Computer Vision has become ubiquitous in our society, with applications in search, image understanding, apps, mapping, medicine, drones, and self-driving cars. Core to many of these applications are visual recognition tasks such as image classification, localization and detection. Recent developments in neural network (aka “deep learning”) approaches have greatly advanced the performance of these state-of-the-art visual recognition systems. This course is a deep dive into the details of deep learning architectures with a focus on learning end-to-end models for these tasks, particularly image classification. During the 10-week course, students will learn to implement and train their own neural networks and gain a detailed understanding of cutting-edge research in computer vision. Additionally, the final assignment will give them the opportunity to train and apply multi-million parameter networks on real-world vision problems of their choice. Through multiple hands-on assignments and the final course project, students will acquire the toolset for setting up deep learning tasks and practical engineering tricks for training and fine-tuning deep neural networks.
Lecture Videos: Will be posted on Canvas shortly after each lecture. These are unfortunately only accessible to enrolled Stanford students.
Office Hours: We will be using Zoom for office hours. You can find a full list of times and locations on the calendar.
Contact: Announcements and all course-related questions will happen on the Ed forum. For external enquiries, emergencies, or personal matters that you don't wish to put in a private post, you can email us at : email@example.com.
College Calculus, Linear Algebra (e.g. MATH 19 or 41, MATH 51) You should be comfortable taking derivatives and understanding matrix vector operations and notation.
Basic Probability and Statistics (e.g. CS 109 or other stats course) You should know basics of probabilities, gaussian distributions, mean, standard deviation, etc.
See the Assignments page for details regarding assignments, late days and collaboration policies.
Detailed information regarding the midterm will be made available as an announcement on Ed in the coming weeks.
Final Project (35%)
See the Project page for more details regarding the final course project.
Participation (3% extra credit)
We appreciate student participation in the class! We will be awarding, on a case-by-case basis, up to 3% in extra credit to the top Ed contributors based on the number of (meaningful) instructor-endorsed answers or other significant contributions that assist the teaching staff or other students in the course. The most helpful contributor will receive the greatest amount of extra credit, and other students with significant contributions will receive a percentage of that.
If you believe that the course staff made an objective error in grading, you may submit a regrade request on Gradescope within 3 days of the grade release. Your request should briefly summarize why the original grading was incorrect. Note that staff may regrade the entire submission, so it is possible for you to lose more points than you gain if a mistake was overlooked in the first time.
All students have 4 free late days for the quarter.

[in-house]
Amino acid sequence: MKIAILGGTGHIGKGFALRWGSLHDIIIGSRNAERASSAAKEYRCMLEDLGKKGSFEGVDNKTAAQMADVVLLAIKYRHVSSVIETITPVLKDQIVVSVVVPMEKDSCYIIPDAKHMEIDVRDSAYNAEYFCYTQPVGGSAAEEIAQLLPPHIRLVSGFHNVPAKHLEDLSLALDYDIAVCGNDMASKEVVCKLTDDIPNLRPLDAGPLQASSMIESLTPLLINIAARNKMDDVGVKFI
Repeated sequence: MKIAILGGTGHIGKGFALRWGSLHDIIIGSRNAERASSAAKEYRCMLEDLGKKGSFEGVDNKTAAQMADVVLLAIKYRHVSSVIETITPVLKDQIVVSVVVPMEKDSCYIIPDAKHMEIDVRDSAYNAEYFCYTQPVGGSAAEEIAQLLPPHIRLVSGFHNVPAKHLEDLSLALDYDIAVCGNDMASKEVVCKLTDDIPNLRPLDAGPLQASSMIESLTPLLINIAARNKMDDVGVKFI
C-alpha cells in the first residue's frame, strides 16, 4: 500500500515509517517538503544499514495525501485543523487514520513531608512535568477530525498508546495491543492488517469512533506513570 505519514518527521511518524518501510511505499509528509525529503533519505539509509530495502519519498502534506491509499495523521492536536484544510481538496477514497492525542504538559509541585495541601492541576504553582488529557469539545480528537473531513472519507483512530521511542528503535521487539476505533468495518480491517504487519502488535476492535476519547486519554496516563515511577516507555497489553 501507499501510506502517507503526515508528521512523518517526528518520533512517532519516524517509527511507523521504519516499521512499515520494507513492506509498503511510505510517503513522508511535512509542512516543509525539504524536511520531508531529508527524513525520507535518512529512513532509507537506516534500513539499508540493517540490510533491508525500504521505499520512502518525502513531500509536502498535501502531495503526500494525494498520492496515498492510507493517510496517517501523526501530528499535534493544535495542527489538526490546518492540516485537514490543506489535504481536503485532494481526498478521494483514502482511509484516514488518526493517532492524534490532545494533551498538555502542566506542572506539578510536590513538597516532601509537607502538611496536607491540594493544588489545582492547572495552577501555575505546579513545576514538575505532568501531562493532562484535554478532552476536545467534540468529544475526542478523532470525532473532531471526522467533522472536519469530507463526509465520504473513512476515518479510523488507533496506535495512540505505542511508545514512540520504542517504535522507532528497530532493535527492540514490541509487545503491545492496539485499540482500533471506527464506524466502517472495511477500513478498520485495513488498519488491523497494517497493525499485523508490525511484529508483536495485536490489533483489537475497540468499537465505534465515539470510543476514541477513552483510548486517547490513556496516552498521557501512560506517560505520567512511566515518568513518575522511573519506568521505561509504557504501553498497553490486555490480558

You may use up to 2 late days per assignment with no penalty.
You may use late days for the assignments, project proposal, and project milestone.
You may not use late days for the final project report.
Once you have exhausted your free late days, we will deduct a late penalty of 25% per additional late day.
For example: you submit A1 one day late, submit A2 three days late, and submit A3 two days late.
You receive no penalty for A1, and exhaust one of your free late days.
For A2 the first two late days exhaust two of your free late days; the third day late incurs a 25% penalty.
For A2 the first late day exhausts your final free late day; the second late day incurs a 25% penalty.
For the project proposal and milestone, we will deduct late days from each group member independently.
If you need an academic accommodation based on a disability, you should initiate the request with the Office of Accessible Education (OAE). The OAE will evaluate the request, recommend accommodations, and prepare a letter for faculty. Students should contact the OAE as soon as possible and at any rate in advance of assignment deadlines, since timely notice is needed to coordinate accommodations. It is the student’s responsibility to reach out to the teaching staff regarding the OAE letter. Please send your letters to : firstname.lastname@example.org.
Can I take this course on credit/no cred basis?
Yes. Credit will be given to those who would have otherwise earned a C- or above.
Can I audit or sit in?
In general we are very open to auditing if you are a member of the Stanford community (registered student, staff, and/or faculty). Out of courtesy, we would appreciate that you first email us or talk to the instructor after the first class you attend.
Can I work in groups for the Final Project?
Yes, in groups of up to three people.
I have a question about the class. What is the best way to reach the course staff?
Almost all questions should be asked on Ed. If you have a sensitive issue, you can email the mailing list to reach the instructors and head TA directly: : email@example.com.
Can I combine the Final Project with another course?
Yes, you may. However, before doing so you must receive permission from the instructors of both courses.